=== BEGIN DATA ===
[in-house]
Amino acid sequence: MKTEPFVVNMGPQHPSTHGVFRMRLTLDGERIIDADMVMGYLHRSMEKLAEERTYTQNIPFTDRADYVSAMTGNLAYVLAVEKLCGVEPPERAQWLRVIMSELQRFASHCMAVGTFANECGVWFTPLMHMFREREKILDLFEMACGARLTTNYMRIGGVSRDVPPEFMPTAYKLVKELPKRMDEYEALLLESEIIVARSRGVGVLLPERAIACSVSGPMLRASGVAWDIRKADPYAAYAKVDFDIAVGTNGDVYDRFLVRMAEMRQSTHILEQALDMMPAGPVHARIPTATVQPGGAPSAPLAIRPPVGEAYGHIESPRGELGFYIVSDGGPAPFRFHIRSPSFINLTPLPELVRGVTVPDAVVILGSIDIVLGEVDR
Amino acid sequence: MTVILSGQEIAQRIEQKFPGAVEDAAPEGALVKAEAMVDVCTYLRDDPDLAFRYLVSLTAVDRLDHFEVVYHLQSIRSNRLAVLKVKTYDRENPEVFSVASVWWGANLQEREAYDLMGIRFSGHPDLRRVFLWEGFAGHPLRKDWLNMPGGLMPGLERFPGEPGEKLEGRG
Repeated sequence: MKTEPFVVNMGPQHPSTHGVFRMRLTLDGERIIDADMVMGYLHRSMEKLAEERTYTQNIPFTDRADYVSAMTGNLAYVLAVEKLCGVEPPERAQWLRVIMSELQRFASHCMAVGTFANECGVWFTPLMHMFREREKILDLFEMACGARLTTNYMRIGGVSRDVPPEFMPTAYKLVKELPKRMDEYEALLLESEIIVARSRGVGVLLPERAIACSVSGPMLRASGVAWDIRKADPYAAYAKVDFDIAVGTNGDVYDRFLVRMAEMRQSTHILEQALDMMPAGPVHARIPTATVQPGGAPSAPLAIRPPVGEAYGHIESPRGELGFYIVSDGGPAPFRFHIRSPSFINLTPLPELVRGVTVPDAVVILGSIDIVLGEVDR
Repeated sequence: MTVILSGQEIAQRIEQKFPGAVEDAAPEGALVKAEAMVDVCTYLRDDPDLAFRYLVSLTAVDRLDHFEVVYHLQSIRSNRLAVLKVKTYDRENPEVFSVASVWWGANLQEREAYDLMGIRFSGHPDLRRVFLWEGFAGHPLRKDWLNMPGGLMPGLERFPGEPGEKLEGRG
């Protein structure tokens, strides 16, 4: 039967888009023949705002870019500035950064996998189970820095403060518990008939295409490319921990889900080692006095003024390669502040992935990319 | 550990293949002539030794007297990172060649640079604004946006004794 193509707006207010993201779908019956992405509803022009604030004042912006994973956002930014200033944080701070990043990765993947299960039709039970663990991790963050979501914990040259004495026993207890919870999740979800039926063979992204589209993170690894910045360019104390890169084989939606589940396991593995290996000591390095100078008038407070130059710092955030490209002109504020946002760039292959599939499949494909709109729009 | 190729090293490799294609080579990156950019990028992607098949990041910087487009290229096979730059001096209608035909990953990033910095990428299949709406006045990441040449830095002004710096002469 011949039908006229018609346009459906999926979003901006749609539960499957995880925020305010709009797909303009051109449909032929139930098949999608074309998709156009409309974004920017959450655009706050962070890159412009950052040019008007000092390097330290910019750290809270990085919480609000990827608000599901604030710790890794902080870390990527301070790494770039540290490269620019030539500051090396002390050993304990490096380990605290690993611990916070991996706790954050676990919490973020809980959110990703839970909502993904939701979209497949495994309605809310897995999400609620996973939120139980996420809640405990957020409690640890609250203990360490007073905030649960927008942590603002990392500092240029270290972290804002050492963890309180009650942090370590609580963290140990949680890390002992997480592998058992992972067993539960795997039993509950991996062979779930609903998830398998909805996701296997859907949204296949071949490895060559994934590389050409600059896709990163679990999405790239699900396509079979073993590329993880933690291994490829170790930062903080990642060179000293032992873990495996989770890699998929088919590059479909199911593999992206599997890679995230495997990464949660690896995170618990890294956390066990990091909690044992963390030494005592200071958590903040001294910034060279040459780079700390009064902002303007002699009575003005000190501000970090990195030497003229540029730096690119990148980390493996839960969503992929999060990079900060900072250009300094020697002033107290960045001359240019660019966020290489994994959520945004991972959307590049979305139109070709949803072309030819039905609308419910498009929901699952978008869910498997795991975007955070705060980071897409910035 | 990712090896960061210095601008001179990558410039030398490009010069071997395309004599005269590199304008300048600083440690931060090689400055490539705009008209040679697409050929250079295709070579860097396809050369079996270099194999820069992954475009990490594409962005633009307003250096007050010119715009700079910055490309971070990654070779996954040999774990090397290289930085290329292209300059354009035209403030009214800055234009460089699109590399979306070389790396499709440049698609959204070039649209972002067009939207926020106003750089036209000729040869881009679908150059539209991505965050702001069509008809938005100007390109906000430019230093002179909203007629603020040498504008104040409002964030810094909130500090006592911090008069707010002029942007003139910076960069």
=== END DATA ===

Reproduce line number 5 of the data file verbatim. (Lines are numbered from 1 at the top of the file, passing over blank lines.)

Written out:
Repeated sequence: MTVILSGQEIAQRIEQKFPGAVEDAAPEGALVKAEAMVDVCTYLRDDPDLAFRYLVSLTAVDRLDHFEVVYHLQSIRSNRLAVLKVKTYDRENPEVFSVASVWWGANLQEREAYDLMGIRFSGHPDLRRVFLWEGFAGHPLRKDWLNMPGGLMPGLERFPGEPGEKLEGRG